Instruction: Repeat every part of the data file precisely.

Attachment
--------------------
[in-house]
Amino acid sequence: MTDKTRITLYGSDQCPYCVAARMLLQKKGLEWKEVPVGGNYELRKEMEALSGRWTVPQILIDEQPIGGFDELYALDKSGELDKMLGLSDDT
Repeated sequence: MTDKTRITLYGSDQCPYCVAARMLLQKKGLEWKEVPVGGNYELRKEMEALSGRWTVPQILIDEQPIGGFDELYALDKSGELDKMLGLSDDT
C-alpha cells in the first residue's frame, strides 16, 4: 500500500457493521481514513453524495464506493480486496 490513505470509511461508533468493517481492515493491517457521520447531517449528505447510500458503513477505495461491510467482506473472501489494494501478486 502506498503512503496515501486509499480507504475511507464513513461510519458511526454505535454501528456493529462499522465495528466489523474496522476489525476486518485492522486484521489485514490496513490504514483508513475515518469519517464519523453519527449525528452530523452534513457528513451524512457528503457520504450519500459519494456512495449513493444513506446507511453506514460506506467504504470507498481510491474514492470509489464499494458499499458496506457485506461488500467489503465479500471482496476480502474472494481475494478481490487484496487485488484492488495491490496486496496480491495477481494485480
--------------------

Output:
[in-house]
Amino acid sequence: MTDKTRITLYGSDQCPYCVAARMLLQKKGLEWKEVPVGGNYELRKEMEALSGRWTVPQILIDEQPIGGFDELYALDKSGELDKMLGLSDDT
Repeated sequence: MTDKTRITLYGSDQCPYCVAARMLLQKKGLEWKEVPVGGNYELRKEMEALSGRWTVPQILIDEQPIGGFDELYALDKSGELDKMLGLSDDT
C-alpha cells in the first residue's frame, strides 16, 4: 500500500457493521481514513453524495464506493480486496 490513505470509511461508533468493517481492515493491517457521520447531517449528505447510500458503513477505495461491510467482506473472501489494494501478486 502506498503512503496515501486509499480507504475511507464513513461510519458511526454505535454501528456493529462499522465495528466489523474496522476489525476486518485492522486484521489485514490496513490504514483508513475515518469519517464519523453519527449525528452530523452534513457528513451524512457528503457520504450519500459519494456512495449513493444513506446507511453506514460506506467504504470507498481510491474514492470509489464499494458499499458496506457485506461488500467489503465479500471482496476480502474472494481475494478481490487484496487485488484492488495491490496486496496480491495477481494485480